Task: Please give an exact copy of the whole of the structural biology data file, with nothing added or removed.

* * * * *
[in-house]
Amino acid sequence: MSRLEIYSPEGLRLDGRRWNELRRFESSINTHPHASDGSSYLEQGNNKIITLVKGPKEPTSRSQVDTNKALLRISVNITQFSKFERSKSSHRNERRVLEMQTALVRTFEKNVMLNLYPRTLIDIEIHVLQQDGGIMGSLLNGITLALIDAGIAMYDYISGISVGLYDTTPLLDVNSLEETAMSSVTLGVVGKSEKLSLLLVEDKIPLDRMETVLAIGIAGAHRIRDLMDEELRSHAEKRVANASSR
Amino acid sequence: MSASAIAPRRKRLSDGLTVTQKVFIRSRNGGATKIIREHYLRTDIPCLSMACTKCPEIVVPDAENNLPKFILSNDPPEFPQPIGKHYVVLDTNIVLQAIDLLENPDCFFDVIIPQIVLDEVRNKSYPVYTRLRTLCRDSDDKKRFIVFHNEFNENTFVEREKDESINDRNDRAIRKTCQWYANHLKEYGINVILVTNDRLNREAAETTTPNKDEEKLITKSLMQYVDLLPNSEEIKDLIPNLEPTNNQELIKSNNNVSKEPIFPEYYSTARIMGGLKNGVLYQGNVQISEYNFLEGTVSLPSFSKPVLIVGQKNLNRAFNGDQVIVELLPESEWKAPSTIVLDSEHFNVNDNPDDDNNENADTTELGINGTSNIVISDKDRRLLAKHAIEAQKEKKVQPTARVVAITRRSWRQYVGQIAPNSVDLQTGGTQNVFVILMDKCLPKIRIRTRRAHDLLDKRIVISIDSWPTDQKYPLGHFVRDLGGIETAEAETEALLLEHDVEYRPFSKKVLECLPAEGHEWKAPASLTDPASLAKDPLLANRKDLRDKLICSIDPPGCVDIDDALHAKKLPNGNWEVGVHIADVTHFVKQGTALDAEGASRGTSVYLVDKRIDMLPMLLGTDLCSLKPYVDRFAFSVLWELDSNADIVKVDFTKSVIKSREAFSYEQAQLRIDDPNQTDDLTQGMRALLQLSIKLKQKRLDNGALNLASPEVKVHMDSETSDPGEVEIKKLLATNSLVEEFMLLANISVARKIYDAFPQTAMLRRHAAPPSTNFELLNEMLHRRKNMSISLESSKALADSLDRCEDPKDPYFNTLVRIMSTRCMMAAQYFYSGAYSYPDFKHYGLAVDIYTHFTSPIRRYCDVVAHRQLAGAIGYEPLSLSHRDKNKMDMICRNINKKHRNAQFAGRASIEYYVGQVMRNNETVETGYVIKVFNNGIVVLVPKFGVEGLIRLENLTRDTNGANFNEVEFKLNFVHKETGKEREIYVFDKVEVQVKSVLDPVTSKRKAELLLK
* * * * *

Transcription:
[in-house]
Amino acid sequence: MSRLEIYSPEGLRLDGRRWNELRRFESSINTHPHASDGSSYLEQGNNKIITLVKGPKEPTSRSQVDTNKALLRISVNITQFSKFERSKSSHRNERRVLEMQTALVRTFEKNVMLNLYPRTLIDIEIHVLQQDGGIMGSLLNGITLALIDAGIAMYDYISGISVGLYDTTPLLDVNSLEETAMSSVTLGVVGKSEKLSLLLVEDKIPLDRMETVLAIGIAGAHRIRDLMDEELRSHAEKRVANASSR
Amino acid sequence: MSASAIAPRRKRLSDGLTVTQKVFIRSRNGGATKIIREHYLRTDIPCLSMACTKCPEIVVPDAENNLPKFILSNDPPEFPQPIGKHYVVLDTNIVLQAIDLLENPDCFFDVIIPQIVLDEVRNKSYPVYTRLRTLCRDSDDKKRFIVFHNEFNENTFVEREKDESINDRNDRAIRKTCQWYANHLKEYGINVILVTNDRLNREAAETTTPNKDEEKLITKSLMQYVDLLPNSEEIKDLIPNLEPTNNQELIKSNNNVSKEPIFPEYYSTARIMGGLKNGVLYQGNVQISEYNFLEGTVSLPSFSKPVLIVGQKNLNRAFNGDQVIVELLPESEWKAPSTIVLDSEHFNVNDNPDDDNNENADTTELGINGTSNIVISDKDRRLLAKHAIEAQKEKKVQPTARVVAITRRSWRQYVGQIAPNSVDLQTGGTQNVFVILMDKCLPKIRIRTRRAHDLLDKRIVISIDSWPTDQKYPLGHFVRDLGGIETAEAETEALLLEHDVEYRPFSKKVLECLPAEGHEWKAPASLTDPASLAKDPLLANRKDLRDKLICSIDPPGCVDIDDALHAKKLPNGNWEVGVHIADVTHFVKQGTALDAEGASRGTSVYLVDKRIDMLPMLLGTDLCSLKPYVDRFAFSVLWELDSNADIVKVDFTKSVIKSREAFSYEQAQLRIDDPNQTDDLTQGMRALLQLSIKLKQKRLDNGALNLASPEVKVHMDSETSDPGEVEIKKLLATNSLVEEFMLLANISVARKIYDAFPQTAMLRRHAAPPSTNFELLNEMLHRRKNMSISLESSKALADSLDRCEDPKDPYFNTLVRIMSTRCMMAAQYFYSGAYSYPDFKHYGLAVDIYTHFTSPIRRYCDVVAHRQLAGAIGYEPLSLSHRDKNKMDMICRNINKKHRNAQFAGRASIEYYVGQVMRNNETVETGYVIKVFNNGIVVLVPKFGVEGLIRLENLTRDTNGANFNEVEFKLNFVHKETGKEREIYVFDKVEVQVKSVLDPVTSKRKAELLLK